Billionaire Mark Cuban and Damon Dash founder of FUBU both of Shark Tank will tell you their investment mistakes were made when they put the idea ahead of the person. So when you stand in front of an investor, talk about the business but also talk about things you have personally achieved including your failures.
Skin In The Game
Investors want to know how much of your money and other resources you have committed to the business. The more you have at stake, the more comfortable they are with investing. Don’t ask anyone for money if you have not committed all of your own funds. If you believe in your business, you will commit all your funds to it and if you can’t, you have no right asking others to put theirs in it.
Business Not Idea
Unless you have had some successes behind you, built and sold businesses before, no one is going to invest in your idea. Investors put money in businesses that have sustainable economic value. They want to see that you are making profit already or at least have reasonable traction and your business is scalable.
Co-founders And Teams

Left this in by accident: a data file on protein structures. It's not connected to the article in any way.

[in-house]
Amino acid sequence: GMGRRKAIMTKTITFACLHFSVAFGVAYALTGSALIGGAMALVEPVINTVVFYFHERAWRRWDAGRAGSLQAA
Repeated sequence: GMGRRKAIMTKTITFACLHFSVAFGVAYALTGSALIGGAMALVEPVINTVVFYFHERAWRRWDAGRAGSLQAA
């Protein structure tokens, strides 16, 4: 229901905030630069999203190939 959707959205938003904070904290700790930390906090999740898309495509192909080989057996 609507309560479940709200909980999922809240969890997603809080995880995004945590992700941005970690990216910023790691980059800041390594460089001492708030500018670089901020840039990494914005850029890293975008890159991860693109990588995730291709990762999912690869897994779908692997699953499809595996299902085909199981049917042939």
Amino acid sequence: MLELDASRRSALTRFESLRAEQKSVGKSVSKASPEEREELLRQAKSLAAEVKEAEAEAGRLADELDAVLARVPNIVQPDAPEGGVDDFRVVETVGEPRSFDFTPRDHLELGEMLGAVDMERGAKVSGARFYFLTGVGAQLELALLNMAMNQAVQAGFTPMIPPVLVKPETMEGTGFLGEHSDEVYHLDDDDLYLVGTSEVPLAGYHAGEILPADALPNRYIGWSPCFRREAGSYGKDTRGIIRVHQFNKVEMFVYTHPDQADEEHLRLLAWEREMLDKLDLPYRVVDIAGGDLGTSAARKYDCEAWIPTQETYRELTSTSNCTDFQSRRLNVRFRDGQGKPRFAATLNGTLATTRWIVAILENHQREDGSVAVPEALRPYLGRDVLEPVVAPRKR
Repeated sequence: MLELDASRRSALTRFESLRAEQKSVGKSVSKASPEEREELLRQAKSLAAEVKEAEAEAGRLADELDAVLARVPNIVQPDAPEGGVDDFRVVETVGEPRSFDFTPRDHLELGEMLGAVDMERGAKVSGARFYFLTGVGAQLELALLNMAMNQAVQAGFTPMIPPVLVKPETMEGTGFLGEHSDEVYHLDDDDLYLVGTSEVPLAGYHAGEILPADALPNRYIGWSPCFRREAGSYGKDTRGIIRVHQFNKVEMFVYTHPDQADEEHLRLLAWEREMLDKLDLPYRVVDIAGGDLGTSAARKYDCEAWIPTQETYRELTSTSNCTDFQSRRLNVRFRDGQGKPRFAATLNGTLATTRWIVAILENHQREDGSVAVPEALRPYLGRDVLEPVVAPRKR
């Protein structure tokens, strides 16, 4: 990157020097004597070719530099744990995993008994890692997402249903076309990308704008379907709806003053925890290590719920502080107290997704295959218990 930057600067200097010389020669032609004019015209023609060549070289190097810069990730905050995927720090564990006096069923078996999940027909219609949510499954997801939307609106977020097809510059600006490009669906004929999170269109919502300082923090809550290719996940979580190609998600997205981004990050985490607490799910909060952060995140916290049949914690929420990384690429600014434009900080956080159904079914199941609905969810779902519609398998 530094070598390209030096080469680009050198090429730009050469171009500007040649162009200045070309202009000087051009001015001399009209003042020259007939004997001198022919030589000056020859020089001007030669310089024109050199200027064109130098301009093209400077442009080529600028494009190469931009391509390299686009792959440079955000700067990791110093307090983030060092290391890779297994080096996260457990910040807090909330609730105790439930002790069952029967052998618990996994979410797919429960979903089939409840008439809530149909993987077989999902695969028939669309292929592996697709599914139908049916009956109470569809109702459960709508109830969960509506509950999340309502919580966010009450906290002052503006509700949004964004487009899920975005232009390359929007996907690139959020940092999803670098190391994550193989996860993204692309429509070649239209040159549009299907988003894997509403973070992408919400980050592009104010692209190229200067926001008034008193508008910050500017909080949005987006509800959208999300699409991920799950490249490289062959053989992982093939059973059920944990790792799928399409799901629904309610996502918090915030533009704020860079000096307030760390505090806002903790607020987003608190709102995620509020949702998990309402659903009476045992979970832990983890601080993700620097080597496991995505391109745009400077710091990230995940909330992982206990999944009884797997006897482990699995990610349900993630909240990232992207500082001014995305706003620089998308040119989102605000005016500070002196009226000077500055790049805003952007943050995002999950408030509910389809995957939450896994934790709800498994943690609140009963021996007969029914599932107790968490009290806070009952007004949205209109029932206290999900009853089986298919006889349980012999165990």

Your chances of securing funding are higher when you have a co-founder and a credible team. Investors worry about business sustainability if you are a lone ranger carrying the weight of the building the business alone.
Clear Exit Plan
Investors want to put money in businesses, see the value of the funds they put in grow, pull it out, and start the process again. Have a clear exit plan which usually would be to sell off to another business or to trade as a public company. Run your business from day one expecting either as the end game.
The funding ecosystem is getting interesting in Nigeria and businesses are finding it increasingly easier to get funding. Government through several of its agencies, CBN and BOI most notably are making low-cost funds available.
There also are several corporate initiatives contributing to funding start-ups. Lagos Angel Network, VC4Africa, CCHub are good platforms that provide information about start-up funding.
While trying to get funding, continue to aggressively push the business along through available funds and resources because the further along you take the business along without external funding, the more value it commands at the negotiation table.